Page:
San Onofre Among Plants Ordered to Inspect Piping

Associated Press

Citing possible safety problems, federal regulators have ordered officials of 38 nuclear power plants, including San Onofre in north San Diego County, to inspect and, if necessary, replace piping materials on which the supplier allegedly falsified test reports.

Some of the suspect flanges and fittings are used in safety-related systems whose failure could thwart the shutdown of a reactor in an emergency, said Edward Baker, a section chief in the Nuclear Regulatory Commission's Office of Reactor Regulation.

Other plants cited as receiving suspect carbon-steel pipings are Rancho Seco in Northern California and Palo Verde in Arizona.

"The fact that (the plants) are listed doesn't necessarily mean that the materials are not good. . . . The materials are suspect," Baker said.

Baker said inspecting and replacing the suspect materials could pose some difficulty for operating plants, where the materials could be in high-radiation areas. Plants generally must complete the inspections and make replacements during their next refueling outages.

In a bulletin sent to the plants this week, the NRC said the suspect piping came from Piping Supplies Inc. of Folsom, N.J., and West Jersey Manufacturing Co. of Williamstown, N.J. Piping supplied since 1976 is covered by the bulletin.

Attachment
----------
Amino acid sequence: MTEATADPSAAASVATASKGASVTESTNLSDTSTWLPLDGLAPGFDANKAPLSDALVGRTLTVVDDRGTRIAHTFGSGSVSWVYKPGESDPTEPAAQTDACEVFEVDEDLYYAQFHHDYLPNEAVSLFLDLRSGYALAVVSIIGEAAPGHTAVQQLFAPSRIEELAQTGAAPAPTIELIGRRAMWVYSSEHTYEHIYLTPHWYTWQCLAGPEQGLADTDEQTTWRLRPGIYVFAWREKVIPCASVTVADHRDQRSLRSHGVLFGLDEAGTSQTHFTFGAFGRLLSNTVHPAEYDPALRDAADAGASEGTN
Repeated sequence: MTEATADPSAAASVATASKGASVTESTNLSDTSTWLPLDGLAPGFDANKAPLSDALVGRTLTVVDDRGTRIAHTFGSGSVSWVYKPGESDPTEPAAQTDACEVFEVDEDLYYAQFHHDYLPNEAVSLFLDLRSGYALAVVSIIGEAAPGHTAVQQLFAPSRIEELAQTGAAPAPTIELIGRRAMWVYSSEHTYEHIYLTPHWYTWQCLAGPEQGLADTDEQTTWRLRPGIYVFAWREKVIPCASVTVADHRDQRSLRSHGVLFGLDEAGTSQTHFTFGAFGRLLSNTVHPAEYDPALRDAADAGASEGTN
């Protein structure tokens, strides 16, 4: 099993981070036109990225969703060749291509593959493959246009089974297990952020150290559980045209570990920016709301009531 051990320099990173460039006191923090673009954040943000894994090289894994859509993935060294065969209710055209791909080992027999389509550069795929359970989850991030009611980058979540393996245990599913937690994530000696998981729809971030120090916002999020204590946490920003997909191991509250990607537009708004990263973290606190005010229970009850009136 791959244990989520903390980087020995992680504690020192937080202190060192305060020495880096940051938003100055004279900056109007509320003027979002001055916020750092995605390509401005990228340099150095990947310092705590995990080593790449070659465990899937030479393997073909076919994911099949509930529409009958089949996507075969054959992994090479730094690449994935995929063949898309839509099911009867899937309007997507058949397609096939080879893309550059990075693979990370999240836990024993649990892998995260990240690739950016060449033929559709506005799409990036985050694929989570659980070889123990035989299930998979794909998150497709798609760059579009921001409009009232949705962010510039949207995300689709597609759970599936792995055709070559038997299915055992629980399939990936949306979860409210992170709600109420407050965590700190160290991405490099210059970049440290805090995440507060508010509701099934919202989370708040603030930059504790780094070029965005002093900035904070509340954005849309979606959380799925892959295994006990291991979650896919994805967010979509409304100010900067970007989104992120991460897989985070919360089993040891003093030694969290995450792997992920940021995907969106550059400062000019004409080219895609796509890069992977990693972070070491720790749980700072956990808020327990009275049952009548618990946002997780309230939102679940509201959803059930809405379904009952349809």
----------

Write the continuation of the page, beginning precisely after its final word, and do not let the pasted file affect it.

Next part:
West Jersey and Piping Supplies claimed in test reports that the piping met standards set by the American Society of Mechanical Engineers, but in many cases it could not provide supporting documentation, Baker said. Some piping material was traced to a foreign company, which required additional tests that were not done, he said.

Joseph Walker Sr., a man with ties to both companies, denied Friday that Piping Supplies falsified any information, but he acknowledged that West Jersey's reports were falsified. He said he brought that information to the NRC's attention.

Walker, who was West Jersey's president, said that company closed in December, 1986, after he and other top officials were indicted on mail fraud and tax fraud charges. Walker said his son, Joseph Walker Jr., helped open Piping Supplies the next month. "I don't work here, I help my son," the elder Walker said by telephone from Piping Supplies' offices.

Walker Sr. said he pleaded guilty to the charges, paid more than $400,000 in fines and served probation.

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